Monday, March 25News That Matters

Palawan Express Pera Padala Now Asking Personal Questions to Clients is Invasion of Privacy

First of all, I’ve been a client of Palawan Express Pera Padala by Palawan Pawnshop for more than a year. So far, I did not encounter any problem in sending and receiving money and their staff was polite. But last month, they started asking me personal questions like what’s my relationship with the sender and what’s the money for, and I think this is invasion of privacy.

“Mura. Mabilis. Walang Kuskos-balungos. (Cheap. Fast. No hassle.)” Says the tagline of Palawan Express Pera Padala. Well, I can say that all of them were initially true at least based on my experience. But then, the hassle started when I was asked, “Kaanu-ano nyo po yung nagpadala?” and “Para saan po yung pera?” – Excuse me?

“But isn’t it invasion of privacy on my part and to the sender?” I asked the teller politely. According to her, it’s a new management policy as required by the Bangko Sentral ng Pilipinas Anti-Money Laundering Council (BSP/AMLC). That was also the reply of the teller to my cousin, the receiving end. This made me raise my eyebrows and wonder.

I was not really planning to take it seriously until the other day when a friend sent money to me via Palawan Express Pera Padala. Of course, I was happy but when I saw the new form, I was surprised to see that they have now additional blanks to fill-in – Purpose of Transaction and Relationship to Sender. The Sender form also has them.

And because it really pissed me off, I rushed to Facebook and I saw several complaints. In fact, some of them were sent to the official Facebook page of Palawan Pawnshop – Palawan Express Pera Padala. But the apparently, they were told to be replied via Private Message. So I decided to send them a message and I got this reply.

“We apologize for the inconvenience, As required by the BSP/AMLC, all customers must undergo KYC or proper identification for security purposes of the remittance. Yes all remittance company and even banks are conducting KYC procedure. Thank you.” I was not satisfied with the answer so I asked the Support at Palawan Pawnshop’s website.

“We apologized for the inconvenience experienced. With regards to your report, This is in line with our Know Your Customer (KYC) compliance procedures imposed by BSP to prevent being used, intentionally or unintentionally, by criminal elements for money laundering activities. Thank you for understanding.” The Support said, adding that this policy started in March 2018.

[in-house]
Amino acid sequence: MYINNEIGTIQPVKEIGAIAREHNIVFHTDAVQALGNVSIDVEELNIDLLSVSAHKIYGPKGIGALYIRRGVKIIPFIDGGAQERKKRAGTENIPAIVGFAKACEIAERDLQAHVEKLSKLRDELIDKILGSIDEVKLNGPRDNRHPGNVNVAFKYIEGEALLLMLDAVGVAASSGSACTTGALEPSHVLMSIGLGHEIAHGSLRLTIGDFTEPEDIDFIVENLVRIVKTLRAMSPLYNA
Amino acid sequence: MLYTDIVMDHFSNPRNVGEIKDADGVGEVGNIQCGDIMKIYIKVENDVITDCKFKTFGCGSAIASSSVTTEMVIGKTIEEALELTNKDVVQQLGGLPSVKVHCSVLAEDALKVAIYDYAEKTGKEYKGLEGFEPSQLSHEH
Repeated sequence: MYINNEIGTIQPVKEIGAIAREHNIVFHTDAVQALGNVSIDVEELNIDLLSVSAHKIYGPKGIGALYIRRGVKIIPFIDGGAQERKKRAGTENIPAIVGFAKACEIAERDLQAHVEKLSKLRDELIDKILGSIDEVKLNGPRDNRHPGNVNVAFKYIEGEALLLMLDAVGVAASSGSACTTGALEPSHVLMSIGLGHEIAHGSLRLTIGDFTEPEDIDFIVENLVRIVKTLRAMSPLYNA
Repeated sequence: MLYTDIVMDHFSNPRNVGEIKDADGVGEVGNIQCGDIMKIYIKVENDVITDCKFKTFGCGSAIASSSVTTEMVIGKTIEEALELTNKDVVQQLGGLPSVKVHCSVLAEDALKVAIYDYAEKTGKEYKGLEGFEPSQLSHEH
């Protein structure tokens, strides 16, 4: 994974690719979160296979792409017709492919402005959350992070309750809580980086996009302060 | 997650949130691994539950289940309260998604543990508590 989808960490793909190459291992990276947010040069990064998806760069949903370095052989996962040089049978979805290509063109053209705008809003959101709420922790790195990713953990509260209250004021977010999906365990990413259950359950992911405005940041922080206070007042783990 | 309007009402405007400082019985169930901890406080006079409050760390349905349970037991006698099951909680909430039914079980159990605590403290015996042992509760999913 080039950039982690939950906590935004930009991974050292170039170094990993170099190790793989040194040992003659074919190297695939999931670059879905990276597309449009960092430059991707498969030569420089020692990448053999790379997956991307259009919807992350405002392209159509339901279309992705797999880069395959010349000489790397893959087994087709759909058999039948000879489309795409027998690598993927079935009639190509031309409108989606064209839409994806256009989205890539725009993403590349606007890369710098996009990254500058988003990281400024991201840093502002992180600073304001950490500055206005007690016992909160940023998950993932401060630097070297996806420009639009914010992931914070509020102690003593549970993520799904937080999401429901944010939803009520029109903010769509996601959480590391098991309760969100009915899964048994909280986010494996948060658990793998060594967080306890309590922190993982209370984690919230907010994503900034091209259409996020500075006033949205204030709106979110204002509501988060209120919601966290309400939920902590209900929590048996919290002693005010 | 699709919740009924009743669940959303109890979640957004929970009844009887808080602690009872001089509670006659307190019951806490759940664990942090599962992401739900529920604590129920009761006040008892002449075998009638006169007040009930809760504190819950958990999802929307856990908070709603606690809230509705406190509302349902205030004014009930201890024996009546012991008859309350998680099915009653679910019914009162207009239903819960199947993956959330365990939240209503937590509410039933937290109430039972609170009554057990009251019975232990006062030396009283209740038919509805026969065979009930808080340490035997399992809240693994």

I decided to do a research at Google and found a document at BSP’s official website regarding their memorandum to all pawnshops about money laundering. There, the problem of money laundering was explained including the powers of AMLC, the illegal activities they cover, and what the government is doing to stop such activities, among others.

I then focused on #9 which explains the Customer Identification Requirements – KYC (Know Your Customer Rule), as mentioned by Palawan Express Pera Padala to me. According to AMLC, covered institutions shall:

* Establish and record the true identity of their clients based on official documents.

* In case of individual clients, maintain a system of verifying the true identity of their clients.

* In case of corporate clients, require a system verifying their legal existence and organizational structure, as well as the authority and identification of all persons purporting to act in their behalf.

* Establish appropriate systems and methods based on internationally compliant standards and adequate internal controls for verifying and recording the true and full identify of their customers.

Yes, I think that this is a good move of the government. I understand that BSP/AMLC wants to make sure that the sender/receiver are the ones they claim to be and they want to keep records of their transactions. But isn’t the form showing the complete names of clients? Isn’t showing valid IDs not enough to prove we are real people?

I also don’t understand why we still have to mention our relationship with the receiver or sender? And most of all, I don’t understand why we also have to identify the purpose of transaction? That’s too personal! I remember a woman who got pissed off when I heard her explaining what she’s going to buy from the money she received from her husband.

“Ibibili ko ng bagong panty, kelangan ko pa bang sabihin sayo? (I will buy new panties, should I really tell you this?)” She screamed, after the male teller asked her to be more specific. Mind you, the same teller had asked her earlier and she said she’s going to shop. But then, he insisted on knowing what specific things she will buy. Who cares?!

As for me, I was embarrassed to tell the teller that I was borrowing money from my friend so she sent me some. And yes, the teller insisted that I should be specific, but I instead wrote it as “payment.” Did I commit a crime? I did not even have to tell it to my mother, so what’s the point allowing a total stranger to know about it? So yes, I really think this is invasion of privacy. is a participant in the Amazon Services LLC Associates Program, an affiliate advertising program designed to provide a means for website owners to earn advertising fees by advertising and linking to amazon(.com,, .ca etc) and any other website that may be affiliated with Amazon Service LLC Associates Program.

Leave Your Comments


Leave a Reply

Your email address will not be published. Required fields are marked *